Stay inside.  There’s no guarantee that lightning won’t affect an enclosed shelter, but you’ll be much safer inside.  A house, business, office building, or car with a hard top would all be considered enclosed shelters.

Stay away from windows.  It seems like a no-brainer, but make sure all entryways to your home are shut tightly so the rain won’t get in and cause water damage.  Once the windows are shut, move away from them. The lightning could travel through the metal in the window frame.  
Stay away from electronic equipment. If possible, avoid watching TV, using any electronic device or appliances during a thunderstorm. Lightning can travel through a house’s electrical system or TV and radio connection systems (and you can get a serious jolt if you use any of the above electronics). Invest in whole-house surge protectors to keep your electronics and appliances safe.


 Go near water. As mentioned above, don’t use your washer or dryer, but also avoid washing your hands, doing dishes, or taking a shower during a thunderstorm, as lightning can travel through a building’s plumbing.

Seek shelter in an open structure or space. If you’re outside and caught off guard by a sudden thunderstorm, try to get to a sturdy, enclosed structure rather than one that’s open, such as a pavilion or gazebo.  Also avoid waiting it out in a vehicle like a convertible or golf cart.  If you’re outside with no visible means of shelter, crouch down as low as you can, with as little of your body touching the ground as possible.

Use a phone with a cord. Corded phones are a bigger safety risk because lightning can travel down the phone cables. Cordless or cell phones are safe to use.

Go outside.  Watch the weather forecast and take weather alerts on your electronic device seriously. If there’s a storm in the forecast, be prepared to delay, postpone, or cancel your outdoor plans. Take the time to secure or bring in outdoor furniture or other lightweight items that could blow away when the storm finally hits. Bring pets and plants inside and be prepared to wait it out.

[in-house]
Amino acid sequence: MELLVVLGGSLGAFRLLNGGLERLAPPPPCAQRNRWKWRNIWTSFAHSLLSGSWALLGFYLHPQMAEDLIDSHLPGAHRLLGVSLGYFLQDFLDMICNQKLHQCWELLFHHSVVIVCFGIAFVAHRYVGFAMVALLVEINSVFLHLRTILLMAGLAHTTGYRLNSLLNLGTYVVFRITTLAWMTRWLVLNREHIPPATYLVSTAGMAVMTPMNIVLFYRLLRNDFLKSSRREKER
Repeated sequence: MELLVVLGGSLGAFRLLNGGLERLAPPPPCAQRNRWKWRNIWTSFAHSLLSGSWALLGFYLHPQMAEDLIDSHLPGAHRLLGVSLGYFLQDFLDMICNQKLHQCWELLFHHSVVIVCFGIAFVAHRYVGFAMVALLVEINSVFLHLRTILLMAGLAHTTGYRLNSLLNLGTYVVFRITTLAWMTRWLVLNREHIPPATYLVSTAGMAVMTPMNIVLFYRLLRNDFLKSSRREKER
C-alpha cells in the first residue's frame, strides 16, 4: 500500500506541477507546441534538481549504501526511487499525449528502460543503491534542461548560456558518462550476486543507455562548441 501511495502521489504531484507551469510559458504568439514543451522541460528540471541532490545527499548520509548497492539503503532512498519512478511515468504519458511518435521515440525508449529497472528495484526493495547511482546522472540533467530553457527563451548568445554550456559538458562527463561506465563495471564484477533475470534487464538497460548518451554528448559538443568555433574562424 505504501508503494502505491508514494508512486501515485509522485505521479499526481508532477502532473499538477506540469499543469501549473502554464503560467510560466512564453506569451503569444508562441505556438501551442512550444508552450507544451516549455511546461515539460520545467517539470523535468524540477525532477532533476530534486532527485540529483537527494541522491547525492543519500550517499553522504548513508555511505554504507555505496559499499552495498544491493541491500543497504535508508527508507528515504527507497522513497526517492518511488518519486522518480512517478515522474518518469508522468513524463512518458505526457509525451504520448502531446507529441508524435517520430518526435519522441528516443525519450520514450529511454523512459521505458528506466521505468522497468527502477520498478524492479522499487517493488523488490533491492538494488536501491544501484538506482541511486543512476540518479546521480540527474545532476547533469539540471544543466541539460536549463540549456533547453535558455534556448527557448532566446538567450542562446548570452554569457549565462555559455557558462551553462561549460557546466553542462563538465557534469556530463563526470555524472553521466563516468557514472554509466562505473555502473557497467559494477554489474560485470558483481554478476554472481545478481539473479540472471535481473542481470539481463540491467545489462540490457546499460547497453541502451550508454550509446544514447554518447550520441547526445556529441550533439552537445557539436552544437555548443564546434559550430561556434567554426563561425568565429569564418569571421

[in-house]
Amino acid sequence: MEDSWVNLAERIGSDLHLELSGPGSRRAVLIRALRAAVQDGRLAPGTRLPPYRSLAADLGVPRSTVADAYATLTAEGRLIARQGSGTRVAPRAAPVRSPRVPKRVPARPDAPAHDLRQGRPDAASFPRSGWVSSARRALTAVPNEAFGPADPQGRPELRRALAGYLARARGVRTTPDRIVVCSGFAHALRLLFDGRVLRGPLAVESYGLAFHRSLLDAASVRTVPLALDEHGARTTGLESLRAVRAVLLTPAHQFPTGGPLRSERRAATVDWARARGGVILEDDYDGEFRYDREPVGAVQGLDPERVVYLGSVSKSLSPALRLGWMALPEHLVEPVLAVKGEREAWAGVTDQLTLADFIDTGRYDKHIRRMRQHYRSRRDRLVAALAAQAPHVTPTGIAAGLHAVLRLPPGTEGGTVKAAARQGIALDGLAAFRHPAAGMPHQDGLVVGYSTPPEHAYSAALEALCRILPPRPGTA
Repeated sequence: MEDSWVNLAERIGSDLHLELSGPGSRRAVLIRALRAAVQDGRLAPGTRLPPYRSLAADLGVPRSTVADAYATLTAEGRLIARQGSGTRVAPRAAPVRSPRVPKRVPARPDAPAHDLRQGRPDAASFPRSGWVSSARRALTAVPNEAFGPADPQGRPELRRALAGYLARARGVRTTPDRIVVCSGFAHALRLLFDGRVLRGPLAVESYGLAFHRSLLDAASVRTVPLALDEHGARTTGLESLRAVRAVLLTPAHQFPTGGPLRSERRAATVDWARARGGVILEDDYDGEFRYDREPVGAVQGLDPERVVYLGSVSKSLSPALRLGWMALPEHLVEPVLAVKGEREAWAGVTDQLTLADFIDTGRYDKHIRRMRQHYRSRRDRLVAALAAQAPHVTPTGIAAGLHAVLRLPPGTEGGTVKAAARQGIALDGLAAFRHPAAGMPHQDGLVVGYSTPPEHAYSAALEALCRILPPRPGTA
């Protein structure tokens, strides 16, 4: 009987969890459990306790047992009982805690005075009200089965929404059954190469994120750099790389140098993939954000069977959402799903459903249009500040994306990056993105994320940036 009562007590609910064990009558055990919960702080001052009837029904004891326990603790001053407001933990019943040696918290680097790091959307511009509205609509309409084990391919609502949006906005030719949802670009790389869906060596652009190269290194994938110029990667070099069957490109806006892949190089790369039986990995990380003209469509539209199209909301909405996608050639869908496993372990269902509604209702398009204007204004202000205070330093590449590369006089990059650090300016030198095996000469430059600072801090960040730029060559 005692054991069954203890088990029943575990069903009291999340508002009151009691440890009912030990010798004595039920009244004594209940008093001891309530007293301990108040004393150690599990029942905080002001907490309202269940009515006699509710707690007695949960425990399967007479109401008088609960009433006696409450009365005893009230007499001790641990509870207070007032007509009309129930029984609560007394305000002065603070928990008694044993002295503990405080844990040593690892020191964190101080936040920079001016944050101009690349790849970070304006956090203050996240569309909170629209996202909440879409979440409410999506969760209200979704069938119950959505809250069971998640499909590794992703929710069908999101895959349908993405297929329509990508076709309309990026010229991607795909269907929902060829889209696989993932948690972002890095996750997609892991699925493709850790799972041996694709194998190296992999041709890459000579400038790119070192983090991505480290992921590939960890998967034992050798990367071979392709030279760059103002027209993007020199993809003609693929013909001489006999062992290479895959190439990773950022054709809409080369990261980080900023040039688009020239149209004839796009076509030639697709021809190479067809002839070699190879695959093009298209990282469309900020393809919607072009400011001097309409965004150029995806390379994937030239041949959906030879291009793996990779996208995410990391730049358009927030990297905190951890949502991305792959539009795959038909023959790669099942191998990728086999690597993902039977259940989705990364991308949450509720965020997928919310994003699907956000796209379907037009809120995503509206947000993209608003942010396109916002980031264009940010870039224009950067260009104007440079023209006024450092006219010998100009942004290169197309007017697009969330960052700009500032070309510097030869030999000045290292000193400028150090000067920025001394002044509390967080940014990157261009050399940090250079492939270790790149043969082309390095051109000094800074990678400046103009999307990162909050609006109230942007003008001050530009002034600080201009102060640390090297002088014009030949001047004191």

Lightning is impressive to watch (when you’re safely inside, at a distance) but it can be dangerous if you don’t take the proper precautions.

Wednesday, July 25, 2018

Choosing the Best First Car for a New Driver

Photo: MOTOsafety

Getting your driver’s license is an important milestone for teenagers. It’s the first taste of real independence, but a bittersweet moment for parents, who’ve spent countless hours playing chauffeur to various appointments, games, practices, and other commitments.  Teen drivers will quickly learn just how big a responsibility is to get behind the wheel.  Safety (of the driver, passengers, and other drivers) is the main priority, not a cool car or impressing your friends.

If you’re shopping for a reliable new or used car for your teen driver, look at the following:

Safety features. They can vary widely, but most models come with the following basic safety gear:

·         Seat belts
·         Airbags (front-side airbags have been standard on all new cars since 1998)
·         Anti-lock brakes
·         Traction control

Of course, the newer the car, the more safety features it will have.  “More” isn’t always better, but when it comes to your vehicle, you really can never be too safe. Talk to your new driver about the importance of everyone in the car wearing a seat belt (this simple act alone can protect them from serious injuries or worse) and using the other features as needed.

Price. A generation or two ago, parents passed their car down to their new driver and bought upgraded wheels for themselves. That’s not always the case today, as many new drivers often get a brand-new car from Mom and Dad.  Whichever you choose, parents want a vehicle that’s not only safe, but cost-efficient (unfortunately, most new drivers won’t get the brand-new sports car right away).  Models like the Honda Civic and Toyota Celica are common first cars for new drivers, as they are reliable, with good safety records, and usually don’t put too much of a strain on the average household budget.

Gas mileage.  Longtime drivers know to keep a close eye on gas prices; new drivers will quickly learn why their parents stress about it so much. It will depend on the type of vehicle you drive, but usually 25MPG (miles per gallon) is considered good gas mileage; electric or hybrid vehicles usually average 40 to 50 MPG. This is a good question to ask the car dealer or person who’s selling the car.

You always remember your first car. Help your teen driver create happy memories by choosing one that’s safe and reliable.

What other tips would you add for new drivers buying their first car? We’d love to hear from you in the comments below!